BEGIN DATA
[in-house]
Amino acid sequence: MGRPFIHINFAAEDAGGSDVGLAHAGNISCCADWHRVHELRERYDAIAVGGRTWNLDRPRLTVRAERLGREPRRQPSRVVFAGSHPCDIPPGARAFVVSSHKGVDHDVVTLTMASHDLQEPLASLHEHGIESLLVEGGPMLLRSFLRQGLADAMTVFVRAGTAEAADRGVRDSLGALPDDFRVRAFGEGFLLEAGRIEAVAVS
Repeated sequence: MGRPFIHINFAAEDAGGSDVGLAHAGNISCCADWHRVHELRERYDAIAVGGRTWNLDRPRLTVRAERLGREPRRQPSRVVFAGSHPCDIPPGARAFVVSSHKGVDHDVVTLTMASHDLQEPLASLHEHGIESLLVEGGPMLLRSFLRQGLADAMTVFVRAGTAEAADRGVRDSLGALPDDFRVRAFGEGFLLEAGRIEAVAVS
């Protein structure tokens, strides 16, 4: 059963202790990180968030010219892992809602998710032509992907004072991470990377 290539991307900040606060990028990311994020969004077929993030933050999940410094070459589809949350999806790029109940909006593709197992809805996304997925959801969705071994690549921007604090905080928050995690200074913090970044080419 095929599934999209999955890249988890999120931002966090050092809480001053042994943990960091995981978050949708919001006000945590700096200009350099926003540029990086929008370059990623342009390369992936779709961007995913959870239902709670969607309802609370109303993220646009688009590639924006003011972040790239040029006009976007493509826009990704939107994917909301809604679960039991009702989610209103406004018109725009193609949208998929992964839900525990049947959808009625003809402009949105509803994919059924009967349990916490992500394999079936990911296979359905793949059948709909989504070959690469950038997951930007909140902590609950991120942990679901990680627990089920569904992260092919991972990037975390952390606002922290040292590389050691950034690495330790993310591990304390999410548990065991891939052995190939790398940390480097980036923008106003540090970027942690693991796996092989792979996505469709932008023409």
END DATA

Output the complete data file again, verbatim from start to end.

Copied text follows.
[in-house]
Amino acid sequence: MGRPFIHINFAAEDAGGSDVGLAHAGNISCCADWHRVHELRERYDAIAVGGRTWNLDRPRLTVRAERLGREPRRQPSRVVFAGSHPCDIPPGARAFVVSSHKGVDHDVVTLTMASHDLQEPLASLHEHGIESLLVEGGPMLLRSFLRQGLADAMTVFVRAGTAEAADRGVRDSLGALPDDFRVRAFGEGFLLEAGRIEAVAVS
Repeated sequence: MGRPFIHINFAAEDAGGSDVGLAHAGNISCCADWHRVHELRERYDAIAVGGRTWNLDRPRLTVRAERLGREPRRQPSRVVFAGSHPCDIPPGARAFVVSSHKGVDHDVVTLTMASHDLQEPLASLHEHGIESLLVEGGPMLLRSFLRQGLADAMTVFVRAGTAEAADRGVRDSLGALPDDFRVRAFGEGFLLEAGRIEAVAVS
């Protein structure tokens, strides 16, 4: 059963202790990180968030010219892992809602998710032509992907004072991470990377 290539991307900040606060990028990311994020969004077929993030933050999940410094070459589809949350999806790029109940909006593709197992809805996304997925959801969705071994690549921007604090905080928050995690200074913090970044080419 095929599934999209999955890249988890999120931002966090050092809480001053042994943990960091995981978050949708919001006000945590700096200009350099926003540029990086929008370059990623342009390369992936779709961007995913959870239902709670969607309802609370109303993220646009688009590639924006003011972040790239040029006009976007493509826009990704939107994917909301809604679960039991009702989610209103406004018109725009193609949208998929992964839900525990049947959808009625003809402009949105509803994919059924009967349990916490992500394999079936990911296979359905793949059948709909989504070959690469950038997951930007909140902590609950991120942990679901990680627990089920569904992260092919991972990037975390952390606002922290040292590389050691950034690495330790993310591990304390999410548990065991891939052995190939790398940390480097980036923008106003540090970027942690693991796996092989792979996505469709932008023409």